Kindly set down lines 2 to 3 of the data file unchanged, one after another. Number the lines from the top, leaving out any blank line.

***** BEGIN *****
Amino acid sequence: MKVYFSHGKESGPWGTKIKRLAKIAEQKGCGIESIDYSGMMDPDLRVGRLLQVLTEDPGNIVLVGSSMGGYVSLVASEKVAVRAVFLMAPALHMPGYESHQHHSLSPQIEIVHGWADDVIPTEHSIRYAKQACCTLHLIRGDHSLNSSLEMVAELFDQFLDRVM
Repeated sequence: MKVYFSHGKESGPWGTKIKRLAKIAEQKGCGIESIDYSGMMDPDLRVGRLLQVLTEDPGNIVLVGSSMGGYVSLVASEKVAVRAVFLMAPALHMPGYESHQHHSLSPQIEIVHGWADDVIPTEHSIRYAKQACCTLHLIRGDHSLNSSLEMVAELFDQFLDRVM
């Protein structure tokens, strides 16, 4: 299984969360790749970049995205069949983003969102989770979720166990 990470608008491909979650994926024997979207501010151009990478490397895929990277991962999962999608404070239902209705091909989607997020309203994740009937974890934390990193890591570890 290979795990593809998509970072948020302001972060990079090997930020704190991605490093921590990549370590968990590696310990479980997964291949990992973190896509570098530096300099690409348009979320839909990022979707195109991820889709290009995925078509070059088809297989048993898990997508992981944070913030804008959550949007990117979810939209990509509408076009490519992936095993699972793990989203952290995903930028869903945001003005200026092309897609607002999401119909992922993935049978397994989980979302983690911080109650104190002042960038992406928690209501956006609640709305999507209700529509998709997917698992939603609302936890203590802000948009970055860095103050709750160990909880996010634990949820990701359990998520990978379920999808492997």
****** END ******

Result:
Repeated sequence: MKVYFSHGKESGPWGTKIKRLAKIAEQKGCGIESIDYSGMMDPDLRVGRLLQVLTEDPGNIVLVGSSMGGYVSLVASEKVAVRAVFLMAPALHMPGYESHQHHSLSPQIEIVHGWADDVIPTEHSIRYAKQACCTLHLIRGDHSLNSSLEMVAELFDQFLDRVM
């Protein structure tokens, strides 16, 4: 299984969360790749970049995205069949983003969102989770979720166990 990470608008491909979650994926024997979207501010151009990478490397895929990277991962999962999608404070239902209705091909989607997020309203994740009937974890934390990193890591570890 290979795990593809998509970072948020302001972060990079090997930020704190991605490093921590990549370590968990590696310990479980997964291949990992973190896509570098530096300099690409348009979320839909990022979707195109991820889709290009995925078509070059088809297989048993898990997508992981944070913030804008959550949007990117979810939209990509509408076009490519992936095993699972793990989203952290995903930028869903945001003005200026092309897609607002999401119909992922993935049978397994989980979302983690911080109650104190002042960038992406928690209501956006609640709305999507209700529509998709997917698992939603609302936890203590802000948009970055860095103050709750160990909880996010634990949820990701359990998520990978379920999808492997």